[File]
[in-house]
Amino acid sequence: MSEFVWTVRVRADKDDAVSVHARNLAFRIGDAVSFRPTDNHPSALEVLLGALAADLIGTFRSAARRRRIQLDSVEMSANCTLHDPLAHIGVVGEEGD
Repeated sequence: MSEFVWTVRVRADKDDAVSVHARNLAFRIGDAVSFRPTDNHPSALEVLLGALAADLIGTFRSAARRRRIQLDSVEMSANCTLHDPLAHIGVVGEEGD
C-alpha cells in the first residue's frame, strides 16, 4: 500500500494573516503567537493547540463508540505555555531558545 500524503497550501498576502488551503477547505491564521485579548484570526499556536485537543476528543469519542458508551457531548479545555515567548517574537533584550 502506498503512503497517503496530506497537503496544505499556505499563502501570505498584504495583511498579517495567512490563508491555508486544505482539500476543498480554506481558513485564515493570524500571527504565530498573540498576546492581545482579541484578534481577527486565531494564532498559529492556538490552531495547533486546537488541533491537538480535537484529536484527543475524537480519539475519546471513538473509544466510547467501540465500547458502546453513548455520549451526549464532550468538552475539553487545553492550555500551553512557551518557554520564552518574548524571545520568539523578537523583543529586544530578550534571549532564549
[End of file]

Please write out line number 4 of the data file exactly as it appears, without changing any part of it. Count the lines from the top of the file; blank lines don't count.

C-alpha cells in the first residue's frame, strides 16, 4: 500500500494573516503567537493547540463508540505555555531558545 500524503497550501498576502488551503477547505491564521485579548484570526499556536485537543476528543469519542458508551457531548479545555515567548517574537533584550 502506498503512503497517503496530506497537503496544505499556505499563502501570505498584504495583511498579517495567512490563508491555508486544505482539500476543498480554506481558513485564515493570524500571527504565530498573540498576546492581545482579541484578534481577527486565531494564532498559529492556538490552531495547533486546537488541533491537538480535537484529536484527543475524537480519539475519546471513538473509544466510547467501540465500547458502546453513548455520549451526549464532550468538552475539553487545553492550555500551553512557551518557554520564552518574548524571545520568539523578537523583543529586544530578550534571549532564549